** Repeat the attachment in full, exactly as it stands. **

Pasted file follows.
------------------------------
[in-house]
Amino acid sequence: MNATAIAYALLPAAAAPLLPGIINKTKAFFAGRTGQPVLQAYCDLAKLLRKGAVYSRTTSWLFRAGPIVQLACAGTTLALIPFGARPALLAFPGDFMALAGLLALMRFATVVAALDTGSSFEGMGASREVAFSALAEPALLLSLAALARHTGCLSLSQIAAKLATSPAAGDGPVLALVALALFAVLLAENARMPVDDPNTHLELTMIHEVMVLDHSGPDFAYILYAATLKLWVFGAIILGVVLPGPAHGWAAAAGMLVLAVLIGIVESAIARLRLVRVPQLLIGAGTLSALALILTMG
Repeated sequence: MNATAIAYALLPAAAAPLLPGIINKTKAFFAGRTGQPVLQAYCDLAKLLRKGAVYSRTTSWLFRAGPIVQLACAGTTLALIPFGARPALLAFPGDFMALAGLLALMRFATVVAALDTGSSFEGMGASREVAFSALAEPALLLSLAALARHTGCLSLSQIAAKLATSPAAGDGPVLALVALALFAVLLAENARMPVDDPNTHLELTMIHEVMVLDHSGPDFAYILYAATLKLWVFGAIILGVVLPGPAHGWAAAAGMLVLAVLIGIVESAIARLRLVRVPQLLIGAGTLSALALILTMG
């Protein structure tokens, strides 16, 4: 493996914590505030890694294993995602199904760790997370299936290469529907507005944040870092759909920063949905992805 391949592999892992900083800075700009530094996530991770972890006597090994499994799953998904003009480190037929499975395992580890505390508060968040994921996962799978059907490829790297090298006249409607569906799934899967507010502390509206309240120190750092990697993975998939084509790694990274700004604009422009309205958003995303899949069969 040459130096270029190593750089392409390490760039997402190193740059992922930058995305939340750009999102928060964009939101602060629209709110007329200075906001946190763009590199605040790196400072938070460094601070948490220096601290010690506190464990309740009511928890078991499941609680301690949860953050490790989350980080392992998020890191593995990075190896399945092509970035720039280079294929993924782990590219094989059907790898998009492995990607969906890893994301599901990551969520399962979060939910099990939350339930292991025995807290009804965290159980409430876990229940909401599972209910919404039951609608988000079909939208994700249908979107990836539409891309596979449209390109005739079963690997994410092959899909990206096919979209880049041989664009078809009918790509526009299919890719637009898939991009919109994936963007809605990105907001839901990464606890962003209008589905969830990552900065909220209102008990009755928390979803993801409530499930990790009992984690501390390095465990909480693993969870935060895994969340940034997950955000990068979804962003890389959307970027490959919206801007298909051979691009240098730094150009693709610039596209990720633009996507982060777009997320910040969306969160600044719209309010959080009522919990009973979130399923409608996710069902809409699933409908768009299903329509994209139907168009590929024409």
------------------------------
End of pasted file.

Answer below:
[in-house]
Amino acid sequence: MNATAIAYALLPAAAAPLLPGIINKTKAFFAGRTGQPVLQAYCDLAKLLRKGAVYSRTTSWLFRAGPIVQLACAGTTLALIPFGARPALLAFPGDFMALAGLLALMRFATVVAALDTGSSFEGMGASREVAFSALAEPALLLSLAALARHTGCLSLSQIAAKLATSPAAGDGPVLALVALALFAVLLAENARMPVDDPNTHLELTMIHEVMVLDHSGPDFAYILYAATLKLWVFGAIILGVVLPGPAHGWAAAAGMLVLAVLIGIVESAIARLRLVRVPQLLIGAGTLSALALILTMG
Repeated sequence: MNATAIAYALLPAAAAPLLPGIINKTKAFFAGRTGQPVLQAYCDLAKLLRKGAVYSRTTSWLFRAGPIVQLACAGTTLALIPFGARPALLAFPGDFMALAGLLALMRFATVVAALDTGSSFEGMGASREVAFSALAEPALLLSLAALARHTGCLSLSQIAAKLATSPAAGDGPVLALVALALFAVLLAENARMPVDDPNTHLELTMIHEVMVLDHSGPDFAYILYAATLKLWVFGAIILGVVLPGPAHGWAAAAGMLVLAVLIGIVESAIARLRLVRVPQLLIGAGTLSALALILTMG
């Protein structure tokens, strides 16, 4: 493996914590505030890694294993995602199904760790997370299936290469529907507005944040870092759909920063949905992805 391949592999892992900083800075700009530094996530991770972890006597090994499994799953998904003009480190037929499975395992580890505390508060968040994921996962799978059907490829790297090298006249409607569906799934899967507010502390509206309240120190750092990697993975998939084509790694990274700004604009422009309205958003995303899949069969 040459130096270029190593750089392409390490760039997402190193740059992922930058995305939340750009999102928060964009939101602060629209709110007329200075906001946190763009590199605040790196400072938070460094601070948490220096601290010690506190464990309740009511928890078991499941609680301690949860953050490790989350980080392992998020890191593995990075190896399945092509970035720039280079294929993924782990590219094989059907790898998009492995990607969906890893994301599901990551969520399962979060939910099990939350339930292991025995807290009804965290159980409430876990229940909401599972209910919404039951609608988000079909939208994700249908979107990836539409891309596979449209390109005739079963690997994410092959899909990206096919979209880049041989664009078809009918790509526009299919890719637009898939991009919109994936963007809605990105907001839901990464606890962003209008589905969830990552900065909220209102008990009755928390979803993801409530499930990790009992984690501390390095465990909480693993969870935060895994969340940034997950955000990068979804962003890389959307970027490959919206801007298909051979691009240098730094150009693709610039596209990720633009996507982060777009997320910040969306969160600044719209309010959080009522919990009973979130399923409608996710069902809409699933409908768009299903329509994209139907168009590929024409």